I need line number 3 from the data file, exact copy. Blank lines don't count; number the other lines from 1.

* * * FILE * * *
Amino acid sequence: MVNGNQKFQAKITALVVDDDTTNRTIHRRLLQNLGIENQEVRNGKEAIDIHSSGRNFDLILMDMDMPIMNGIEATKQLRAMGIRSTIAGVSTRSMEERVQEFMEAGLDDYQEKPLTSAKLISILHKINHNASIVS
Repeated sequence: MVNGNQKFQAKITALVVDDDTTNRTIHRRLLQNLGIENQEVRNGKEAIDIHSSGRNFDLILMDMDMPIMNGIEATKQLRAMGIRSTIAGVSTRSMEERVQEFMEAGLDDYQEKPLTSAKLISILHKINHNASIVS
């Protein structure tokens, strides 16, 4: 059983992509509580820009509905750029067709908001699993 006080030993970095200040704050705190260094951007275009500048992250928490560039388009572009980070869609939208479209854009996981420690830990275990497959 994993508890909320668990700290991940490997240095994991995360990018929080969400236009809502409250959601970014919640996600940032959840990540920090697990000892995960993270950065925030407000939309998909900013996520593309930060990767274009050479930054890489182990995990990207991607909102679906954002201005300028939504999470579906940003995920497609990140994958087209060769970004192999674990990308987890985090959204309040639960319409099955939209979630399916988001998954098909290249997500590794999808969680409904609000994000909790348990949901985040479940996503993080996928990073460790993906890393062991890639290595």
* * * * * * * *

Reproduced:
């Protein structure tokens, strides 16, 4: 059983992509509580820009509905750029067709908001699993 006080030993970095200040704050705190260094951007275009500048992250928490560039388009572009980070869609939208479209854009996981420690830990275990497959 994993508890909320668990700290991940490997240095994991995360990018929080969400236009809502409250959601970014919640996600940032959840990540920090697990000892995960993270950065925030407000939309998909900013996520593309930060990767274009050479930054890489182990995990990207991607909102679906954002201005300028939504999470579906940003995920497609990140994958087209060769970004192999674990990308987890985090959204309040639960319409099955939209979630399916988001998954098909290249997500590794999808969680409904609000994000909790348990949901985040479940996503993080996928990073460790993906890393062991890639290595």